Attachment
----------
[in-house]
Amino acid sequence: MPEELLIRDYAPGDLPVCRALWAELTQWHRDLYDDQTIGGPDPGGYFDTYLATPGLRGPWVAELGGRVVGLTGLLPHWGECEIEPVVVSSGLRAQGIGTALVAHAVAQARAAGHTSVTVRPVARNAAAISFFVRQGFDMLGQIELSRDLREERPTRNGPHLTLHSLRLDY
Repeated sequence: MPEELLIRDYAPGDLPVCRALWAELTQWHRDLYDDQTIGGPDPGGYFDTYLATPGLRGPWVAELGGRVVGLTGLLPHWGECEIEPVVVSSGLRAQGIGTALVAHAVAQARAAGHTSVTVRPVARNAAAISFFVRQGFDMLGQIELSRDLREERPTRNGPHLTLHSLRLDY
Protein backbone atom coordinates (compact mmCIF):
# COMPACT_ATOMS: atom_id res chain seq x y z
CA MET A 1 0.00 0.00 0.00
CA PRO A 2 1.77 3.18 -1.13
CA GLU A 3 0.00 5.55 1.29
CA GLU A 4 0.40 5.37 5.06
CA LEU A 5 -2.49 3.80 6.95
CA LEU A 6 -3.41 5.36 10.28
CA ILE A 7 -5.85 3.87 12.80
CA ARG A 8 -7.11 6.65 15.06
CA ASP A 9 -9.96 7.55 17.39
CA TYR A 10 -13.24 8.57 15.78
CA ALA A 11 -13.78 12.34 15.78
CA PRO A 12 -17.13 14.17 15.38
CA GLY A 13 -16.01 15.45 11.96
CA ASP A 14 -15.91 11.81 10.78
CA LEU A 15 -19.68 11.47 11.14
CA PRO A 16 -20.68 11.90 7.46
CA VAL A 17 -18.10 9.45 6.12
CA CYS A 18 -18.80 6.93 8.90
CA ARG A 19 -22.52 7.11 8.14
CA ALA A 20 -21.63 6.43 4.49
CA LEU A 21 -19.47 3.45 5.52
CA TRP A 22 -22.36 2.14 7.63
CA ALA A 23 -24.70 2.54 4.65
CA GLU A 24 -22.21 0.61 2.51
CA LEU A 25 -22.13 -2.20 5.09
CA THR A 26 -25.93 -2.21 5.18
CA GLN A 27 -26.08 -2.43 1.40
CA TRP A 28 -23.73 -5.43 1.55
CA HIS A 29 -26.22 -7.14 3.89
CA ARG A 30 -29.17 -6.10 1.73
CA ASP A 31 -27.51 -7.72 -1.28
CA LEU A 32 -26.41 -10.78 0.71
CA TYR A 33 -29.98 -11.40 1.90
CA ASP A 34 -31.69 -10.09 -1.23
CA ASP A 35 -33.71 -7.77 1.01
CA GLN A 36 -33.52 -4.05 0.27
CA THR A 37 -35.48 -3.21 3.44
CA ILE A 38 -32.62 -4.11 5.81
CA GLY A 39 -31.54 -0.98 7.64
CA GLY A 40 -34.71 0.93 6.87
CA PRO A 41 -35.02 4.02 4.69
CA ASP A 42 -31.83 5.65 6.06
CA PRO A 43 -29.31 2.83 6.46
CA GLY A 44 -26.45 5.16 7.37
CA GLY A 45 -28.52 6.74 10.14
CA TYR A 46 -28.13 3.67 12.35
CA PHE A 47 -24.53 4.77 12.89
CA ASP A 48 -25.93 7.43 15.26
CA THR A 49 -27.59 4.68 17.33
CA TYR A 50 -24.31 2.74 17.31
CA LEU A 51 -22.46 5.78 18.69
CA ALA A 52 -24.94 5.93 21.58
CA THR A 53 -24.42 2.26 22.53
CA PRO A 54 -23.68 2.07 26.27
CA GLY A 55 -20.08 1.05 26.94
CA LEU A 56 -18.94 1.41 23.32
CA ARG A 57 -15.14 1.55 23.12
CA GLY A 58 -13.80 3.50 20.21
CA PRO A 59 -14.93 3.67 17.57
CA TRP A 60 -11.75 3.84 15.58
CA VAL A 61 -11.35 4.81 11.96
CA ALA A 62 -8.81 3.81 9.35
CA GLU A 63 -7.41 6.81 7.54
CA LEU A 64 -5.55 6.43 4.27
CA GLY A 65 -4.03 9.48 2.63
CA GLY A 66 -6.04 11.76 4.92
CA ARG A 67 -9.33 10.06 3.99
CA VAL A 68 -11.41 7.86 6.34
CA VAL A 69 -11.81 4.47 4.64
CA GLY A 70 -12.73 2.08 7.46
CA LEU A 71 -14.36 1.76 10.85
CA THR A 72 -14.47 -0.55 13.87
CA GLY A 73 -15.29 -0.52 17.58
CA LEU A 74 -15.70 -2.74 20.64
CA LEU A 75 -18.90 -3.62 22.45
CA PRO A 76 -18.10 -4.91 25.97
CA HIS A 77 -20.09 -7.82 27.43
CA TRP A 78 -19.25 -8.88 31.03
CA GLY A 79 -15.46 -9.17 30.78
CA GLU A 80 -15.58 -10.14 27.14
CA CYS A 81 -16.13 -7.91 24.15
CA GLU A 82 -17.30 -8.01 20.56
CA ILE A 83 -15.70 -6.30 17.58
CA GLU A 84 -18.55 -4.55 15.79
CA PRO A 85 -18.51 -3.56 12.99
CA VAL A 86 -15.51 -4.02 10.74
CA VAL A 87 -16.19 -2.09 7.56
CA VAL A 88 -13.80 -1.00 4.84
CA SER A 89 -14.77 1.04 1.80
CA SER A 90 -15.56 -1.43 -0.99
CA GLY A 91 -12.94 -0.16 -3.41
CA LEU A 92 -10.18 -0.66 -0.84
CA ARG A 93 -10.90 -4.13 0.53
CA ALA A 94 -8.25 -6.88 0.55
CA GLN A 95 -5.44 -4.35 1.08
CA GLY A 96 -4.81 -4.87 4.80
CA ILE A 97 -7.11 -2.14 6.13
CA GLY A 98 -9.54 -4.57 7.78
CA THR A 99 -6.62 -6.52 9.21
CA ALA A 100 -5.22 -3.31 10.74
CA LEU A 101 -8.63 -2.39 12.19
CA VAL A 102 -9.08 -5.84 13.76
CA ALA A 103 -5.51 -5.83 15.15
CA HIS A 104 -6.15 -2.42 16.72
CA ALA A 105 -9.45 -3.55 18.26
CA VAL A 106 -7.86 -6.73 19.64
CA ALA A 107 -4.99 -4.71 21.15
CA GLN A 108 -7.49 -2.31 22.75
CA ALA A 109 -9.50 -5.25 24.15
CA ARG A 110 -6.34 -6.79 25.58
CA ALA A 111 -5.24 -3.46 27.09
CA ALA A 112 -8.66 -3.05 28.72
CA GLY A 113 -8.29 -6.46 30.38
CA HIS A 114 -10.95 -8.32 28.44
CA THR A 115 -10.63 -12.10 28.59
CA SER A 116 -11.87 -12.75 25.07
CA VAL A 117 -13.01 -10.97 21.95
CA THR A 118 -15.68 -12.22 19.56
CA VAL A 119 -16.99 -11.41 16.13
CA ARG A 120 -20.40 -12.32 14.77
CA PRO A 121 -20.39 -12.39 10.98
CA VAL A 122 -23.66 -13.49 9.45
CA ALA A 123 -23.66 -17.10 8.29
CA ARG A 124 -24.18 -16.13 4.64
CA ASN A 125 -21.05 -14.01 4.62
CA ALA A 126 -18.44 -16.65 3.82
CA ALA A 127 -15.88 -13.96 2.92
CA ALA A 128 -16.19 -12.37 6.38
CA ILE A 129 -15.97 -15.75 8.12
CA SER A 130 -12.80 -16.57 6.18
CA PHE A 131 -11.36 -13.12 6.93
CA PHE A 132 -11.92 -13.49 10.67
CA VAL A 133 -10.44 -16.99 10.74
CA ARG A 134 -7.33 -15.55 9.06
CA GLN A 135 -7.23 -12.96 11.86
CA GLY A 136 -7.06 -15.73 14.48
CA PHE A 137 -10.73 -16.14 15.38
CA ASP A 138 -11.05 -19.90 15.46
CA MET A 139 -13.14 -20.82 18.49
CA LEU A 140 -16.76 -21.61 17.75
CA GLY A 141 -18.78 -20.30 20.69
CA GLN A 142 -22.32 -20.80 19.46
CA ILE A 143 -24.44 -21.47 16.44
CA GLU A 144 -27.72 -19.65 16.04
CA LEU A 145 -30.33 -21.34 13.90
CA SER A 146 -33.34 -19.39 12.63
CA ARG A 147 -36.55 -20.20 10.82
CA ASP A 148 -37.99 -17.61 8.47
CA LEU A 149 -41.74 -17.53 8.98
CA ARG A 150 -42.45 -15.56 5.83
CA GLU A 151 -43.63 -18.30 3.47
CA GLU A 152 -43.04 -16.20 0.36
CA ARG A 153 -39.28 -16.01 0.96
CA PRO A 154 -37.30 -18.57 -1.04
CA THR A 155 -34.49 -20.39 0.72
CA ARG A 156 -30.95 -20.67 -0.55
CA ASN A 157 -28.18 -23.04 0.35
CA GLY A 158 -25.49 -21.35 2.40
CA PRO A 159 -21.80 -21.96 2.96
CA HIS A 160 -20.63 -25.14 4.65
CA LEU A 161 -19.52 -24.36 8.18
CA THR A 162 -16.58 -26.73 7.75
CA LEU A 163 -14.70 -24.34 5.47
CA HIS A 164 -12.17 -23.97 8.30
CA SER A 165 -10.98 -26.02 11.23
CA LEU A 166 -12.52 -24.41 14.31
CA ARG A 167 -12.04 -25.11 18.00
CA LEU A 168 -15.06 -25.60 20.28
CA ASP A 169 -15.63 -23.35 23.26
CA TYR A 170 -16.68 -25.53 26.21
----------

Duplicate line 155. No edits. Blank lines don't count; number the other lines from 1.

CA ARG A 150 -42.45 -15.56 5.83